Monday January 27 2020

Risks of Diving

Just like every other outdoor sports have, scuba diving also have some risks. I am sure this is the most important topic for all people who would like to start scuba diving. Human-beings are not designed for living (breathing) underwater, but on land. Scuba divers are standing in an environment that they shouldn’t be in biologically. I can liken scuba divers with the astronauts in terms of existing in a different environment. This situation brings some certain risk.

How Much Risk?

The question is “how much risk” does a scuba diver face underwater? If I say the risk is low or very high, it would be relative. Therefore, I want give you an idea about the risks of scuba diving from another article. In, it is told that the fatality rate has been 1 in 200.000 dives, whereas the same rate in swimming is 1 in 56.587, in cycling it is 1 in 92.325 and in running it is 1 in 97.455. I am not even talking about the car accidents and the rate of fatality in these. We are all in a great risk when we start our car engine.

What Causes the Problems Underwater?

In 2010 DAN (Divers Alert Network) Diving Fatality Workshop, 5 main causes of fatality in scuba diving published. Let’s take a look at them.

Pre-existing Disease

Before your scuba diving course, your dive center will want a detailed medical statement of yours. Going for a check-up is the best way to be sure. Not only at the beginning of your scuba diving career, but also in less than once a year, I advise you to repeat your check-ups.

Lack of Buoyancy Control

Buoyancy is the key in scuba diving. With proper training and experience (do dives with a dive pro or an experienced dive buddy until you have the enough experience). For more details about buoyancy in scuba diving, please read the article: Buoyancy Underwater: Tips for Perfect Buoyancy.

Fast Ascent and Rough Water Conditions

One of the golden rules of scuba diving says: “Be a SAFE diver“, where SAFE is the short form of “Slowly Ascend From Every dive”. This is a gas related pre-caution. If you make fast ascends, the nitrogen in your body changes into gas phase (become bubbles) and may block your veins. This is the very general expression of the decompression sickness. Always use a dive computer to calculate your ascent rate. A scuba diver should not exceed 9 meters/minute ascent rate in every dive. This means that if you are diving to 18 meters, you should ascent to surface no faster than 2 minutes. I also suggest you to carry dive tables even when you have a dive computer. Plan your dive, dive your plan!

Scuba divers should know their personal limits. Waves and currents require physical fitness. Diving under these conditions without enough fitness may result in both physical and psycological stress. Don’t dive under these conditions if you don’t feel you are not ready for such kind of dives.

Gas Supply Issues

Running out of air is a diver-based problem but it may also be a result of equipment failure. Scuba divers should dive in pairs, which we say “every diver should have a dive buddy“. For more details about dive buddies, please read the article: Dive Buddies. Check your equipment before every single dive and never ever dive alone (another golden rule of scuba diving).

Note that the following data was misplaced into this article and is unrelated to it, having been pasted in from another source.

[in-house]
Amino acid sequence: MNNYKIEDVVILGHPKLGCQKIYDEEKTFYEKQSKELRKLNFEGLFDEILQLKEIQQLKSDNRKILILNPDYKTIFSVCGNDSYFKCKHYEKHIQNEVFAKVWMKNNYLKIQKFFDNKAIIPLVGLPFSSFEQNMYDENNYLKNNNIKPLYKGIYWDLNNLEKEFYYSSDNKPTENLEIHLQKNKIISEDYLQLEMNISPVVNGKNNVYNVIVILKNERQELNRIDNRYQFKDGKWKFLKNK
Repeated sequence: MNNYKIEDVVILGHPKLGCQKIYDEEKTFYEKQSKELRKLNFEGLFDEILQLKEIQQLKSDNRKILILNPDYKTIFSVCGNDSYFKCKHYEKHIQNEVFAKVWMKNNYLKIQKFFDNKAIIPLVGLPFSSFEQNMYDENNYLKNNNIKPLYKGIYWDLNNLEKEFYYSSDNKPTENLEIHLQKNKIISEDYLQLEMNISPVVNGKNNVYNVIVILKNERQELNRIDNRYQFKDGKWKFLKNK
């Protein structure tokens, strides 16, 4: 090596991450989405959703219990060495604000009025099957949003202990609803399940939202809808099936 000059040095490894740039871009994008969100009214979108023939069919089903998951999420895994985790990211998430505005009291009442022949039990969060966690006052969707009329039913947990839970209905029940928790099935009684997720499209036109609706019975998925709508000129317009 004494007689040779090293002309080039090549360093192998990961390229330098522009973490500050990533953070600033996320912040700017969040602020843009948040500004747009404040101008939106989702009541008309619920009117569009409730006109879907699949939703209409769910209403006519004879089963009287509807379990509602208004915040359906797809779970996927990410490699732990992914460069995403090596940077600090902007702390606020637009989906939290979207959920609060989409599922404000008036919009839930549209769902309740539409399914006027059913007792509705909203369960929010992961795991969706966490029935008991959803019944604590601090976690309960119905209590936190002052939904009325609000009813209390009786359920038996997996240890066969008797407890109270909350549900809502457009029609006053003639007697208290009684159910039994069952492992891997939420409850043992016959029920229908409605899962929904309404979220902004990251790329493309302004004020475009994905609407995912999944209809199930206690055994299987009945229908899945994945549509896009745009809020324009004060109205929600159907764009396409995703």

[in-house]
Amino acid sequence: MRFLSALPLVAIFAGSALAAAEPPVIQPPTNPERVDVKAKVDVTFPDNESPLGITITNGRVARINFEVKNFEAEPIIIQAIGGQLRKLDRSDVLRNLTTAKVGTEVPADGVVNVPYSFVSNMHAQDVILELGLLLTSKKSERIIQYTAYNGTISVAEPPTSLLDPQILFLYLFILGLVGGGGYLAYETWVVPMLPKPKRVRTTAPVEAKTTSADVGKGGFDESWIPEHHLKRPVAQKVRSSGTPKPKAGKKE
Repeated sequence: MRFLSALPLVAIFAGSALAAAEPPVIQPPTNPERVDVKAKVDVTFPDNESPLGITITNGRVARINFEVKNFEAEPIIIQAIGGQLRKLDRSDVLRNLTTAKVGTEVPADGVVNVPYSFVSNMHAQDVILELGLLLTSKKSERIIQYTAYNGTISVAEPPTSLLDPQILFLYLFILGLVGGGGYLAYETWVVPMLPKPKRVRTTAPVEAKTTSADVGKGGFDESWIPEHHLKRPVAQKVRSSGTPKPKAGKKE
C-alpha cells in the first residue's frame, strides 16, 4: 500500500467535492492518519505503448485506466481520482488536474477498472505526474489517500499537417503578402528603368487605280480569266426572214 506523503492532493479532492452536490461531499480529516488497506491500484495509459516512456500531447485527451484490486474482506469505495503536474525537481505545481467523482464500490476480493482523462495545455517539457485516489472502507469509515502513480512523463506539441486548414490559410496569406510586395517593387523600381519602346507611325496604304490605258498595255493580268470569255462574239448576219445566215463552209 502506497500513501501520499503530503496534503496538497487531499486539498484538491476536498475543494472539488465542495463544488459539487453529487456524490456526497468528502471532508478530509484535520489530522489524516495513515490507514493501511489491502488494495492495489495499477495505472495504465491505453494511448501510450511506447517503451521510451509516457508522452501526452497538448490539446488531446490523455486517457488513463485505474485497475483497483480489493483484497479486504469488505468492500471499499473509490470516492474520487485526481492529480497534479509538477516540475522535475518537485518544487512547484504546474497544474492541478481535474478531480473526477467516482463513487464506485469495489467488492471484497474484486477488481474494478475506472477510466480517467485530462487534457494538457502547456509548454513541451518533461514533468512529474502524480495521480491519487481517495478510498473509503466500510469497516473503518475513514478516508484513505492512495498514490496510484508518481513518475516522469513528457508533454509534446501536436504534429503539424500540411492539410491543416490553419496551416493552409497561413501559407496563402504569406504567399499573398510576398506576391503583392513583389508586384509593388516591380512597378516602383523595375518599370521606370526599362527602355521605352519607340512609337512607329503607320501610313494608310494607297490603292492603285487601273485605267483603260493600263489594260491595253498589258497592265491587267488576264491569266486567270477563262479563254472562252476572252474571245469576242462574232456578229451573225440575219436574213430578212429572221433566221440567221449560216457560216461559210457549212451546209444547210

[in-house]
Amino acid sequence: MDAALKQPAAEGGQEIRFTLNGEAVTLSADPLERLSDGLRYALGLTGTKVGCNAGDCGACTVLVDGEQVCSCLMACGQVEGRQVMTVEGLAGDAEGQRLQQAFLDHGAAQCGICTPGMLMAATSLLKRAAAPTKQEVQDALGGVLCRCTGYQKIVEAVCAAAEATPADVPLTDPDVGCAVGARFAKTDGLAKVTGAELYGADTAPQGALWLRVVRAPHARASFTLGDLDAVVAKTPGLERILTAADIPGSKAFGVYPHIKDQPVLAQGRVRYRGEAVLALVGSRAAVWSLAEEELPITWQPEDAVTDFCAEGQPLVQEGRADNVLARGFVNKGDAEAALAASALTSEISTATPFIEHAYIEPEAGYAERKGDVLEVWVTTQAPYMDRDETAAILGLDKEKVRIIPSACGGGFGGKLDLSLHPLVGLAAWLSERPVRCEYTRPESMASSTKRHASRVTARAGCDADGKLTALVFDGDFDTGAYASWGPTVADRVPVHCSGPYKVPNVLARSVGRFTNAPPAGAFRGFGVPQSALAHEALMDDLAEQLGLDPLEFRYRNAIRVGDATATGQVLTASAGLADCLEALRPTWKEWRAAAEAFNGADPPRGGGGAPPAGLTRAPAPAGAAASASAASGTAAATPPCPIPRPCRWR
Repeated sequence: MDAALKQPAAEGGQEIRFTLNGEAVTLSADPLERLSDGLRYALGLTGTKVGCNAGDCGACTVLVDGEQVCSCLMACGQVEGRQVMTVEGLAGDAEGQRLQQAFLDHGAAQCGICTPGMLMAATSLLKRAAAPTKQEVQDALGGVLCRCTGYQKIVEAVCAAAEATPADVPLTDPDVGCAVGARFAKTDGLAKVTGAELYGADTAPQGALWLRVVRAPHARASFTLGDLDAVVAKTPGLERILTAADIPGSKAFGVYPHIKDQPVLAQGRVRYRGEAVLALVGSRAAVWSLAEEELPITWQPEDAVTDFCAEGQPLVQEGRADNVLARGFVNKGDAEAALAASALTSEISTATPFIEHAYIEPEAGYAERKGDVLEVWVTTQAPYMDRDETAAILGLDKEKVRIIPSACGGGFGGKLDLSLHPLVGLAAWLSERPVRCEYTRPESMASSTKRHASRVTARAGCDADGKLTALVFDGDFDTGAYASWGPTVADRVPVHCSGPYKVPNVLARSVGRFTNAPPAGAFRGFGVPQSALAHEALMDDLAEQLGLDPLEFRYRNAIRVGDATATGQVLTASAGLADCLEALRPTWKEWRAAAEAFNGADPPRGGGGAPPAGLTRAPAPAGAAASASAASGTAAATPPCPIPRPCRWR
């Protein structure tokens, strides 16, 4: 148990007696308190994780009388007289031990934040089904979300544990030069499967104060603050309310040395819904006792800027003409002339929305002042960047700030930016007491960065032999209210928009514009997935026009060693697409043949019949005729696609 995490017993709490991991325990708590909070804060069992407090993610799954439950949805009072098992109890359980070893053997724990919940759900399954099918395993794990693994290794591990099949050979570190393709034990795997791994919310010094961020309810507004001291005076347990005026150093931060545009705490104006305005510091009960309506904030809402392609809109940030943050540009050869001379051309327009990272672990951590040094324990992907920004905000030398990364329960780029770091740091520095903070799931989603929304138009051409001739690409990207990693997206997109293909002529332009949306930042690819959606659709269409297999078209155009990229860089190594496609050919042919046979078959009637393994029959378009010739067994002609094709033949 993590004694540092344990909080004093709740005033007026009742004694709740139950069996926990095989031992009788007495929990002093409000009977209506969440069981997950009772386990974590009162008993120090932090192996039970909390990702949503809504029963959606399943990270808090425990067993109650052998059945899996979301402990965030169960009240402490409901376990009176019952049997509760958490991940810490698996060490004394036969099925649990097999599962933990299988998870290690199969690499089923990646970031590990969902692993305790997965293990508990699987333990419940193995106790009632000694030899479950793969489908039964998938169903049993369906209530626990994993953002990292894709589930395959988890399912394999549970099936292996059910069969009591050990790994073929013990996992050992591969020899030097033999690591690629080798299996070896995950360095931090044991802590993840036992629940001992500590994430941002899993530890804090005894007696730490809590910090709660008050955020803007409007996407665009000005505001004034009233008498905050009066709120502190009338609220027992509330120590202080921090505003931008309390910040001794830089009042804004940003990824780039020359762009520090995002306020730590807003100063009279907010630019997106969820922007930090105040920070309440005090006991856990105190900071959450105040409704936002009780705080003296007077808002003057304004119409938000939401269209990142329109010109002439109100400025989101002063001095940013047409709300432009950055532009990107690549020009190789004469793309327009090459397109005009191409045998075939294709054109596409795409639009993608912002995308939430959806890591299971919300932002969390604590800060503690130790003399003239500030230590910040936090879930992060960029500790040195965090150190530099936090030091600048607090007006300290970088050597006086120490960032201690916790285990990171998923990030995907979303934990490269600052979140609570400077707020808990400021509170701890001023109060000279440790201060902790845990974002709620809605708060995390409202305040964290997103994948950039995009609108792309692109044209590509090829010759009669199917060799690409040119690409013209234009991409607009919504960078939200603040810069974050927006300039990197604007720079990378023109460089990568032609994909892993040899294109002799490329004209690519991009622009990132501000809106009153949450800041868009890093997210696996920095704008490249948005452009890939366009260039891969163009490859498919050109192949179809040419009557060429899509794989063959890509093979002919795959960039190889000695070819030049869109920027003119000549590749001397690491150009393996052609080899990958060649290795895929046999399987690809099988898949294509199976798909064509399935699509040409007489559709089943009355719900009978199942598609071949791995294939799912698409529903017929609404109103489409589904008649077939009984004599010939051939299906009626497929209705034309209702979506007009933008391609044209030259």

When you have a buddy near you, you may give your out-of-air sign and ask for air sharing. All divers have alternate air sources for this situation. Your buddy will share his/her air with you comfortably and make you surface safe.

Equipment Failure

Equipment based injuries can be prevented by having your own equipment. This will give you the relaxation of “knowing where your accessories are located“. When I want to reach my BCD inflator, for example, I know excatly where it is and I even don’t look for it, just move my left hand to the “right” place and find it. But you cannot do it if you are using different models of BCD that you rent from a dive center every time.

Owning your own equipment isn’t enough. You should maintain your equipment and take them to authorized service at least before the high season for your dives.

The SSI Diver Diamond

I think SSI Diver Diamond will definitely help me in summarizing this article. The diver diamond says:

A safe and comfortable scuba diver can be formed by four main elements:

Proper Knowledge

Scuba divers/candidates should know about the dive course they are in. No more, no less.

Proper Skills

Scuba divers/candidates should know and apply the skills needed for the specific course. All the skills taught should be working on real dive environment and on in every condition.

Proper Experience

Experience is not something that you gain while sleeping or sitting in your couch holding your scuba diving experience. You should diiiveeee.. That’s the proper experience that you’ll gain. remember that comfort only comes with repetition.

Proper Equipment

Every diver should have his/her own equipment that fits. Diving with familiar diving equipment will improve your ability and comfort during your dive.